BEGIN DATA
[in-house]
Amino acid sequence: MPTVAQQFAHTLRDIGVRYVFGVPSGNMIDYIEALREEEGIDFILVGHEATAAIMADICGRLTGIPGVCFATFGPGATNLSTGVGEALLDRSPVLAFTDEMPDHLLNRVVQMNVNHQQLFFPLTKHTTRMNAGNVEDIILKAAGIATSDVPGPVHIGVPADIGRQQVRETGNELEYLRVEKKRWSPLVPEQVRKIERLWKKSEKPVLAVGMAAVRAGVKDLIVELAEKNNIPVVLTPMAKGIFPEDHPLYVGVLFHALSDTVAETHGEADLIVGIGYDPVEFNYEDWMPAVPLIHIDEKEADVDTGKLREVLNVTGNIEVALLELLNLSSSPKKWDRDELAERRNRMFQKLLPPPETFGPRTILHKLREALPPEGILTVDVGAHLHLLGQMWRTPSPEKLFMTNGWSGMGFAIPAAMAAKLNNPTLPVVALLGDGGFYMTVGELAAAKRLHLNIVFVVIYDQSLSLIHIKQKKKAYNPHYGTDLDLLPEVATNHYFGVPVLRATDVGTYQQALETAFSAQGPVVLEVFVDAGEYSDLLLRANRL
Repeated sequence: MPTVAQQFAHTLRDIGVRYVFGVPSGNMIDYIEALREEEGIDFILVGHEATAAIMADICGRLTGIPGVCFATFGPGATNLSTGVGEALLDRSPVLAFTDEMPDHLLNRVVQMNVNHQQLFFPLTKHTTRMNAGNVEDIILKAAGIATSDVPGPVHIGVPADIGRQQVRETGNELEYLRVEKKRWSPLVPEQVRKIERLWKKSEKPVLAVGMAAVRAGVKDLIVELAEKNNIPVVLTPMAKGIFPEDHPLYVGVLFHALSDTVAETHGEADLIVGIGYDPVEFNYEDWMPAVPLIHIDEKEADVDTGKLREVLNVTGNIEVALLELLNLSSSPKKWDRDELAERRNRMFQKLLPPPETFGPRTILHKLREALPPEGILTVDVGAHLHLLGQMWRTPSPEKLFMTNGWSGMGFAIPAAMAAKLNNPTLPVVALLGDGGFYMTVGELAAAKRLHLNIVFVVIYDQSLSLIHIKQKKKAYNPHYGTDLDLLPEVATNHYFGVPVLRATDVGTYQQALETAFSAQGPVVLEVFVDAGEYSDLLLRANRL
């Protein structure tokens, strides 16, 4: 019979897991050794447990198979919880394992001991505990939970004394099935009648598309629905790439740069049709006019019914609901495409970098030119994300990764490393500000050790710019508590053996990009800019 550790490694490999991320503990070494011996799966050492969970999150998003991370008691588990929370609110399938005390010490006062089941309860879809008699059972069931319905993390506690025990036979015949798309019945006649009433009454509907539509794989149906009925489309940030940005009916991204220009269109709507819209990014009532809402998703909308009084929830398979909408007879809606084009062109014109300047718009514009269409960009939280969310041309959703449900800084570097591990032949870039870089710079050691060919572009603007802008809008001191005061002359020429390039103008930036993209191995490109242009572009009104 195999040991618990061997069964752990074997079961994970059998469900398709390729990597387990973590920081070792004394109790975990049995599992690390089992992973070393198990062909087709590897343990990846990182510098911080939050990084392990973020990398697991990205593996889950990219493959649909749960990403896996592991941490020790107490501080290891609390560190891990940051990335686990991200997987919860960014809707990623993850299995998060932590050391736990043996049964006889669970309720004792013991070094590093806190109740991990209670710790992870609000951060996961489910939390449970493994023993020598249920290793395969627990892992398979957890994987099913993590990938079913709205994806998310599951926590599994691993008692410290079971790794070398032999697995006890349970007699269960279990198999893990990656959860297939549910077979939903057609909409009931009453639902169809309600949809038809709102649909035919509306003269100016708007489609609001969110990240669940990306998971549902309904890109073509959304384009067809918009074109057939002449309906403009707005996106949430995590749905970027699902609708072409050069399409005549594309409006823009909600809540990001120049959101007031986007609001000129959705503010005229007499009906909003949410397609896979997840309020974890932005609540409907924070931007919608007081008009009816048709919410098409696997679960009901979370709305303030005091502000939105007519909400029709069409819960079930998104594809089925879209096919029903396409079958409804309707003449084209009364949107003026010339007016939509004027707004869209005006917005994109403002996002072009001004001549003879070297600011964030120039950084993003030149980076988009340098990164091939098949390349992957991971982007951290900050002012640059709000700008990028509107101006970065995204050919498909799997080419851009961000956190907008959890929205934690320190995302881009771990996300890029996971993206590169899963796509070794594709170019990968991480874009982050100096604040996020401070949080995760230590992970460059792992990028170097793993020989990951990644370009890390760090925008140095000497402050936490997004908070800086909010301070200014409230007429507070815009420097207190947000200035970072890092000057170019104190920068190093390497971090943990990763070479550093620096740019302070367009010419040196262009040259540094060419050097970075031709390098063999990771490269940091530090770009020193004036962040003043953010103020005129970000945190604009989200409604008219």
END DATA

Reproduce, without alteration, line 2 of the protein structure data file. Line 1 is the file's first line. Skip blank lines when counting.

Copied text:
Amino acid sequence: MPTVAQQFAHTLRDIGVRYVFGVPSGNMIDYIEALREEEGIDFILVGHEATAAIMADICGRLTGIPGVCFATFGPGATNLSTGVGEALLDRSPVLAFTDEMPDHLLNRVVQMNVNHQQLFFPLTKHTTRMNAGNVEDIILKAAGIATSDVPGPVHIGVPADIGRQQVRETGNELEYLRVEKKRWSPLVPEQVRKIERLWKKSEKPVLAVGMAAVRAGVKDLIVELAEKNNIPVVLTPMAKGIFPEDHPLYVGVLFHALSDTVAETHGEADLIVGIGYDPVEFNYEDWMPAVPLIHIDEKEADVDTGKLREVLNVTGNIEVALLELLNLSSSPKKWDRDELAERRNRMFQKLLPPPETFGPRTILHKLREALPPEGILTVDVGAHLHLLGQMWRTPSPEKLFMTNGWSGMGFAIPAAMAAKLNNPTLPVVALLGDGGFYMTVGELAAAKRLHLNIVFVVIYDQSLSLIHIKQKKKAYNPHYGTDLDLLPEVATNHYFGVPVLRATDVGTYQQALETAFSAQGPVVLEVFVDAGEYSDLLLRANRL